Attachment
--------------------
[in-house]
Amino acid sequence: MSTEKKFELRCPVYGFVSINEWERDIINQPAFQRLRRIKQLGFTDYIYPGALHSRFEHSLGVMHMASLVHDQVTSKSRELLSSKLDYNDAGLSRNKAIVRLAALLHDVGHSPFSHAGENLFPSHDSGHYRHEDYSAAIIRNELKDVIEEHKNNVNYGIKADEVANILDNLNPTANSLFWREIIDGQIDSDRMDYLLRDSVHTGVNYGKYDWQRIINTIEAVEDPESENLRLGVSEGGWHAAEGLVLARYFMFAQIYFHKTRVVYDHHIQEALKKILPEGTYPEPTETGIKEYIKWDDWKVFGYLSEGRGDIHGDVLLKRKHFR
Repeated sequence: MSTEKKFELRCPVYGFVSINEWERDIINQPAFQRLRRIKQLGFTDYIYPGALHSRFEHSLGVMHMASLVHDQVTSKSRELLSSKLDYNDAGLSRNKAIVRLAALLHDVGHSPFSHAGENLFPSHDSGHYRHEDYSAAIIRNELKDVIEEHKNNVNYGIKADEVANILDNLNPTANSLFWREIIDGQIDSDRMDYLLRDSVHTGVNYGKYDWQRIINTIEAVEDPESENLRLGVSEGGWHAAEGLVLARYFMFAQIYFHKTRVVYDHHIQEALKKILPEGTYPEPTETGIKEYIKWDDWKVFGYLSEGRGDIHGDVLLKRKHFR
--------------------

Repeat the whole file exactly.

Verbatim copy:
[in-house]
Amino acid sequence: MSTEKKFELRCPVYGFVSINEWERDIINQPAFQRLRRIKQLGFTDYIYPGALHSRFEHSLGVMHMASLVHDQVTSKSRELLSSKLDYNDAGLSRNKAIVRLAALLHDVGHSPFSHAGENLFPSHDSGHYRHEDYSAAIIRNELKDVIEEHKNNVNYGIKADEVANILDNLNPTANSLFWREIIDGQIDSDRMDYLLRDSVHTGVNYGKYDWQRIINTIEAVEDPESENLRLGVSEGGWHAAEGLVLARYFMFAQIYFHKTRVVYDHHIQEALKKILPEGTYPEPTETGIKEYIKWDDWKVFGYLSEGRGDIHGDVLLKRKHFR
Repeated sequence: MSTEKKFELRCPVYGFVSINEWERDIINQPAFQRLRRIKQLGFTDYIYPGALHSRFEHSLGVMHMASLVHDQVTSKSRELLSSKLDYNDAGLSRNKAIVRLAALLHDVGHSPFSHAGENLFPSHDSGHYRHEDYSAAIIRNELKDVIEEHKNNVNYGIKADEVANILDNLNPTANSLFWREIIDGQIDSDRMDYLLRDSVHTGVNYGKYDWQRIINTIEAVEDPESENLRLGVSEGGWHAAEGLVLARYFMFAQIYFHKTRVVYDHHIQEALKKILPEGTYPEPTETGIKEYIKWDDWKVFGYLSEGRGDIHGDVLLKRKHFR